Pollution Pods by Michael Pinsky at Somerset House for Earth Day 2018 (c) Peter Macdiarmid for Somerset House

Michael Pinsky: Pollution Pods

18 – 25 Apr 2018

Mon, Tue, Sat & Sun 10.00 - 18.00, Wed - Fri 11.00 - 20.00, except Wed 25 Apr 11.00 - 18.00

The Edmond J. Safra
Fountain Court

An installation by artist Michael Pinsky made up of five geodesic domes, emulating polluted environments in cities globally.

These five geodesic domes each contain carefully created environments, simulating different atmospheric conditions globally. Visitors begin in Tautra in Norway, breathing in clean smelling air and then continuing through to the cities of London, New Delhi, Beijing and São Paulo which between them suffer from some of the lowest air quality in the world.  

Michael Pinsky: Pollution Pods

Each replicates nuanced polluted environments which contain varying levels of ozone, particulate matter, nitrogen dioxide, sulphur dioxide and carbon monoxide. London’s invisible, but deadly, output nitrogen is followed by New Delhi where the air is filled with a haze of airborne particles. It is estimated that the average Londoner, exposed to the current levels of pollution loses up to 16 months of their life, while for a resident of New Delhi, pollution could cut short the life of a resident by around 4 years.

Taking inspiration from Buckminster Fullers’ geodesic domes, originally designed in the early 20th century to provide sustainable disaster-resistant global shelter using forms drawn from nature, the sculptural exterior starkly contrasts with the interpretation of toxic everyday realities within. First commissioned for and shown in the middle of nature in Norway, this iteration at Somerset House is sat within one of the most polluted areas of London. Somerset House was built and completed around the start of the industrial revolution, a time historically the beginning of mass overuse of the planet’s resources.  Caused by a whole array of domestic and industrial products and process, this work explores air pollution as one of the many the environmental and human impacts of contemporary consumerism. Pinsky’s work invites visitors to consider the complex and interconnected nature of our world, and aims to challenge perceptions of, and action around, climate change.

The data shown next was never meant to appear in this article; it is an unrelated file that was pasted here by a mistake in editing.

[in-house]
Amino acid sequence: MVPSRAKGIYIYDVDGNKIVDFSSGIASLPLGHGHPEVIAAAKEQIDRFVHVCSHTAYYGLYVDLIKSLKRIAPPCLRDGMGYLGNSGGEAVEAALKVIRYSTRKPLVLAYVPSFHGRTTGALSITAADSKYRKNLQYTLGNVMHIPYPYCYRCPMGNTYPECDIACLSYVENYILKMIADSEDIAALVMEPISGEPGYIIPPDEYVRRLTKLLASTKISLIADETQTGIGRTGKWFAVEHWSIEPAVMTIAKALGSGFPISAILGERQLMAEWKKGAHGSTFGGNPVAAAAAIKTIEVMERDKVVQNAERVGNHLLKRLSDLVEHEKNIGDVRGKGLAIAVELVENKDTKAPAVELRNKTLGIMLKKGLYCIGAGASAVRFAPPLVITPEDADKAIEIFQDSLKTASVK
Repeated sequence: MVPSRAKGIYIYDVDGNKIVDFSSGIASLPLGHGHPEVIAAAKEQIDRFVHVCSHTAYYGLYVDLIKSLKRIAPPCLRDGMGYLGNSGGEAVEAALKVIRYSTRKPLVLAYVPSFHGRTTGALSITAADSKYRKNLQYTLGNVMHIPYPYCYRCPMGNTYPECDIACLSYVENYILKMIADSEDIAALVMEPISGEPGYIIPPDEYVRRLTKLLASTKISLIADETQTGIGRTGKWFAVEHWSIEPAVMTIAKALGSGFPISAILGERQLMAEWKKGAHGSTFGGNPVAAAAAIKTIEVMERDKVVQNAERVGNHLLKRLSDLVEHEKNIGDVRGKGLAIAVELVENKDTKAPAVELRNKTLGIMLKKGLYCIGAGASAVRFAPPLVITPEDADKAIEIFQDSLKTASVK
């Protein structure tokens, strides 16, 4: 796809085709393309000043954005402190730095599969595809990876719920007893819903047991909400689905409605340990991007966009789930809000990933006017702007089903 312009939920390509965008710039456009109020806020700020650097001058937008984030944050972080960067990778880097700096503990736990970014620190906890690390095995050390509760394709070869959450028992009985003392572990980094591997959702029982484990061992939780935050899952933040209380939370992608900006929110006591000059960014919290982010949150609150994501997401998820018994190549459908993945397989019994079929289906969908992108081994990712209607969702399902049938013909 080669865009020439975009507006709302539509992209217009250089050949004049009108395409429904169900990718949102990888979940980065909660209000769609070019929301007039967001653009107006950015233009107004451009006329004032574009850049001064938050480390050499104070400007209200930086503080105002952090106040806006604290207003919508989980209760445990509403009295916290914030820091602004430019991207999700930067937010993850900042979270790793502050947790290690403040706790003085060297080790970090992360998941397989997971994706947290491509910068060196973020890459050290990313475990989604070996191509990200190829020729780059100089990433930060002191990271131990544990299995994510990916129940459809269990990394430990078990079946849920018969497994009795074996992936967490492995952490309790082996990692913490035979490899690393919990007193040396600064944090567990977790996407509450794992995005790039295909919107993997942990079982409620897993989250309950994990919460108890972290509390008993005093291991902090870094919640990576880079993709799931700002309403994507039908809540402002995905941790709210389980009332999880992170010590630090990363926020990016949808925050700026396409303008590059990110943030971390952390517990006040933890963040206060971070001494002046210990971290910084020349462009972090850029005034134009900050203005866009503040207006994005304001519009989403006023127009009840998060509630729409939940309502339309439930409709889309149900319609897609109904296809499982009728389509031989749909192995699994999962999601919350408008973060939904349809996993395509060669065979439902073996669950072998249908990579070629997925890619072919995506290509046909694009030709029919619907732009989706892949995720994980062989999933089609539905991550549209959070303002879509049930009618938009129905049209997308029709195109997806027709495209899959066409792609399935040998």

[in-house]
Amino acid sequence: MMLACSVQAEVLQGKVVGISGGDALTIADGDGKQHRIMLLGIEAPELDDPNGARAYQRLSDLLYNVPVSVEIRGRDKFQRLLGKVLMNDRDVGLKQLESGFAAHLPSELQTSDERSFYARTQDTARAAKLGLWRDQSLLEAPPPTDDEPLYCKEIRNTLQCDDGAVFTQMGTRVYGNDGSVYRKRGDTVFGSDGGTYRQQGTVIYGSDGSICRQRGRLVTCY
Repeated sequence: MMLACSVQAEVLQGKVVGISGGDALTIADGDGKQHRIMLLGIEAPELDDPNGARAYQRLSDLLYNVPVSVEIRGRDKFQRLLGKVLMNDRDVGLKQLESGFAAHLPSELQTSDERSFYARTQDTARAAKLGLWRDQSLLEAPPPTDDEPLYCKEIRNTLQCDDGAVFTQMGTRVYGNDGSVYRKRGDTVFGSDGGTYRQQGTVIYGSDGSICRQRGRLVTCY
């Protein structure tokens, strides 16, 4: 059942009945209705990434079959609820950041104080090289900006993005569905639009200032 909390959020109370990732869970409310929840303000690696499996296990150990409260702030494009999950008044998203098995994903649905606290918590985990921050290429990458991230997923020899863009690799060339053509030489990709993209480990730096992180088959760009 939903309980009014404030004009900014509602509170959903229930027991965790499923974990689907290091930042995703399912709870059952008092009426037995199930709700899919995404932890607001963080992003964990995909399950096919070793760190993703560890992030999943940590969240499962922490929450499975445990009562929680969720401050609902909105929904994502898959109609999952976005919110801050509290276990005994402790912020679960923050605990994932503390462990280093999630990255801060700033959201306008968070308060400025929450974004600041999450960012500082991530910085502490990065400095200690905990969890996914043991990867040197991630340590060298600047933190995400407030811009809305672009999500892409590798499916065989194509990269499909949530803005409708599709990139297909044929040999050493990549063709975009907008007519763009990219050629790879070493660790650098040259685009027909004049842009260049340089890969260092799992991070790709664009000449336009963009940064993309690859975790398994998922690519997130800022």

Pollution Pods by Michael Pinsky at Somerset House for Earth Day 2018 (c) Peter Macdiarmid for Somerset House
Pollution Pods by Michael Pinsky at Somerset House

Pinsky’s original commission was from the Norwegian University of Science and Technology (NTNU) in Trondheim for Climart and it is the first time that the Pollution Pods will be presented in the UK.

Michael Pinsky is a British artist whose work have been shown in galleries and public spaces internationally. Taking the combined roles of artist, urban planner, activist, researcher, and citizen he often starts residencies and commissions without a specified agenda, working with local people and resources, allowing the physical, social and political environment to define his working methodology. Past work has been shown at TATE Britain; Museum of Contemporary Art, Chengdu; Saatchi Gallery; Victoria and Albert Museum; Institute for Contemporary Art, London; La Villette, Paris; BALTIC, Gateshead; Centre for Contemporary Art, Glasgow and more.  

Useful Information: Sophie Power, CEO of Airlabs has written this blog suggesting ways to reduce exposure to air pollution in London. Click here to find out more. 

Pollution Pods has been generously supported by the following organisations:

Airlabs, Arts Council England, Build With Hubs, Cape Farewell, International Flavors & Fragrances Ltd, Norwegian Research Council, Norwegian University of Science and Technology (NTNU), The Norwegian Institute of Air Research (NILU), University of East London 

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